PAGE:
In July, 2015, the BBC released a list of the 100 Greatest American Films, curated by polling critics all over the world. I’m watching them and writing about them as a form of self taught film school. This week, in honor of Pride, Take 34: The Wizard of Oz

While I can’t definitively say that I’ve never met someone who hasn’t seen The Wizard of Oz, I can’t remember anyone ever claiming to have never seen it, and for some reason I think I would. I also am struggling to think of an American film with quite so ubiquitous viewership. More often than not, the people I know have some kind of visceral childhood association with this movie. My sister would sing “ding dong the witch is dead” when she fought with my mom to irk her. My college roommate had nightmares about flying monkeys that she can vividly remember to this day. My niece demanded that all of her adult family members dress up as various characters and go trick or treating with her.

The opening quote of the movie continues to gain resonance as each decade marches on, and a new generation of children grows up with forlorn longing for a place over the rainbow, only to be followed by fear and desperation for a return to familiarity.

Part of the magic in the film is the literal magic, and the costumes, and the sets, and the music, yes — it is a movie lovers movie. I say that with the knowledge that the story is adapted from a book and was an on stage musical before being filmed. What differentiates the film from the other versions is that the movie plays with the full deck — the director exploits technical features of film to heighten senses in ways not possible in print or on stage. A tornado sucks up people and animals, and we see them whirling through the air. The visual effect combined with the sound editing is the perfect set up for a drop out of sepia and into a technicolor fantasyland. This context shift is stark, and an ideal technique to communicate to young viewers that a fundamental shift in reality has occurred.

What’s great and confounding about this film is that it can be read as an allegory in many different ways. The movie is a lauded part of the queer community, and many of the characters are favorites for drag queens who refer to their friends as “good Judy”. The phrase “friend of Dorothy” was used as code to identify fellow queer folks. Of course, the rainbow iconography is obvious, but there is also the theme of escape to a land where acceptance is the norm and freedom of expression abounds.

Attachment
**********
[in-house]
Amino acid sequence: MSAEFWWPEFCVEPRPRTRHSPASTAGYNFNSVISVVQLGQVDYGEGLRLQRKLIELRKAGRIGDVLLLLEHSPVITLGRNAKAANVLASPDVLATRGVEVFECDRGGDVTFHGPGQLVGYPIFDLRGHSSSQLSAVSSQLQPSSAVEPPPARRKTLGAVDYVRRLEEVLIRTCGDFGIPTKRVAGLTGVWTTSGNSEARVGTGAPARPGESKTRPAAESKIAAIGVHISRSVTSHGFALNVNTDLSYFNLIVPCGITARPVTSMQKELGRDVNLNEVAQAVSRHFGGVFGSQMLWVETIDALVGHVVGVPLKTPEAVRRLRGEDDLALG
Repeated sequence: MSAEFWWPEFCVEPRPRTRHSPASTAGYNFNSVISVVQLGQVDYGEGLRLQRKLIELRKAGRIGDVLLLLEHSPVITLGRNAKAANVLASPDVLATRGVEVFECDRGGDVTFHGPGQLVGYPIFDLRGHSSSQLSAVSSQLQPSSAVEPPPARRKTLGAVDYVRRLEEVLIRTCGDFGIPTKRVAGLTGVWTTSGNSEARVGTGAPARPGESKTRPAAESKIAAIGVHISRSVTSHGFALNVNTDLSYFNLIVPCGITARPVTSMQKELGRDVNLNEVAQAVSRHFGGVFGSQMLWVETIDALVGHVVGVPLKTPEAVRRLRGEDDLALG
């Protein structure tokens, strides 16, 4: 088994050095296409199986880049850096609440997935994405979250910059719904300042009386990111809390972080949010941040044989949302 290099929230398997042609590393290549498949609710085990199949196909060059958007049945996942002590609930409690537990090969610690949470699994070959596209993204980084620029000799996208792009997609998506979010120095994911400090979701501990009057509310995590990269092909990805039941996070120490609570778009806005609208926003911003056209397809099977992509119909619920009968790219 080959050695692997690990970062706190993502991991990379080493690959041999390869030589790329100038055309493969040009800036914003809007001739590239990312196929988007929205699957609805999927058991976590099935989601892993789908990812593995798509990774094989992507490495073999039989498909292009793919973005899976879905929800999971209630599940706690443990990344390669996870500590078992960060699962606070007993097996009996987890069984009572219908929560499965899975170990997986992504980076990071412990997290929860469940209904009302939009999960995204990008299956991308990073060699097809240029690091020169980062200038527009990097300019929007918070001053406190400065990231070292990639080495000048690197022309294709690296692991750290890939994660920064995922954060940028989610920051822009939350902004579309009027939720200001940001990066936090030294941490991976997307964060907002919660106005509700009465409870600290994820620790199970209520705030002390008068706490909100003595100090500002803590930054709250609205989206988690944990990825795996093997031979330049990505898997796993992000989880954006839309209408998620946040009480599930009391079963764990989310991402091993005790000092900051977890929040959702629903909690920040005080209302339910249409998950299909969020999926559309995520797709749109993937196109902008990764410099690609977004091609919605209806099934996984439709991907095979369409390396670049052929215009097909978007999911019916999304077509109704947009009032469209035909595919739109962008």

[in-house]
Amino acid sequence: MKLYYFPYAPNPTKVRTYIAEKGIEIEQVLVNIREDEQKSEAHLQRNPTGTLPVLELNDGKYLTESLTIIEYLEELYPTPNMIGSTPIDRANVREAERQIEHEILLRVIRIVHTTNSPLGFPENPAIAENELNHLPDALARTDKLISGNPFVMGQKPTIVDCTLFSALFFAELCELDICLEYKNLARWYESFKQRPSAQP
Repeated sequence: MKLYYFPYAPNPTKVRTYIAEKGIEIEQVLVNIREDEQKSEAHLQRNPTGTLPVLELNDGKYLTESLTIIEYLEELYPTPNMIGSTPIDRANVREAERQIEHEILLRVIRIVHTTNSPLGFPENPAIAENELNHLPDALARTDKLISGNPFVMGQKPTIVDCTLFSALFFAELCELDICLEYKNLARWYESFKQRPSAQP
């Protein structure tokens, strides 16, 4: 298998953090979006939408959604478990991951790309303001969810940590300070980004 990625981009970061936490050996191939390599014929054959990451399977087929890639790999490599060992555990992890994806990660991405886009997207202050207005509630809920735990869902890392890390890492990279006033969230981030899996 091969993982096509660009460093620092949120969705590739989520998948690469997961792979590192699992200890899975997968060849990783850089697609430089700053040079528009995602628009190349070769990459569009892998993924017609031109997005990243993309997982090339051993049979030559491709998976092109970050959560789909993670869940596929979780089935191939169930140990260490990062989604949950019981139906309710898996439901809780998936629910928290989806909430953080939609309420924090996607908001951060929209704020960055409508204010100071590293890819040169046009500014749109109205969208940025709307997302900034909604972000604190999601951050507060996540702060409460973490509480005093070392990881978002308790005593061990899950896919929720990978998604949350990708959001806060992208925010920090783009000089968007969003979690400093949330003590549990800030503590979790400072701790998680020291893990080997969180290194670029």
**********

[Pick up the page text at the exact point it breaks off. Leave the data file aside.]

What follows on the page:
The draw of adventure and risk in pursuit of an untroubled utopia can be applied to many different contexts as well: it can be viewed as a purely religious allegory, or an anti-religious allegory. It can be viewed as commentary on race in America, or of the immigrant experience, or aging in any culture.

Dorothy’s story is one of longing to escape a perceived oppression, and an accompanying disenchantment that comes with that escape. Not only is there the buyer’s remorse element of the film (where you find yourself in the land somewhere over the rainbow only to discover that there’s no place like home) it is also a lesson in disillusionment and a reminder to never meet your idols.

Dorothy and Toto do not escape Mrs. Gulch, she transforms into an evil witch. The friendly, but dubious, charlatan Dorothy meets when she tries to run away, becomes the Wizard himself — but he’s not a wizard at all, just another man. This time when I watched The Wizard of Oz I felt more melancholy than I have in the past, mostly because of one of the final sequences when the Wizard tells the weary travelers that they have just as much brains as scholars, but don’t have a degree, or just as much bravery as heroes, but not a medal.

This resonated with me as a metaphor for the inequity of existence in this country and others — you may have as much talent or skill as someone else but it won’t be recognizable to you or others until a symbol is bestowed upon you by a merchant of power in that society. For whatever reason, in June 2020, I found the film to not be a message of hope but instead a reminder that chasing shiny objects is unlikely to result in the desired outcomes motivating that journey.

This melancholic read of the film is deepened by the truths underpinning the film’s production: the abhorrent treatment of Judy Garland by the studio and the fact that the original Tin Man. Buddy Ebsen, ended up in an iron lung as a result of the make up he wore during filming. Margaret Hamilton, the Wicked Witch, was covered with life altering burns resulting in scars that never healed. The actors who played the munchkins were at first thrilled to escape the freak shows they relied on for their livelihood, only to be equally mistreated on set.

This underbelly and the proliferation of The Wizard of Oz backlash is a natural rebound of a film with such a broad viewership over so many years, and maybe that’s why it is such an integral touch point in our society. We age with this work. It reflects our changing understanding of the world and appeals to the young, the young at heart, and those who can’t help pay attention to the man behind the curtain. It is this shape shifting relevance that truly makes The Wizard of Oz so great and powerful.

Watching movies and writing essays.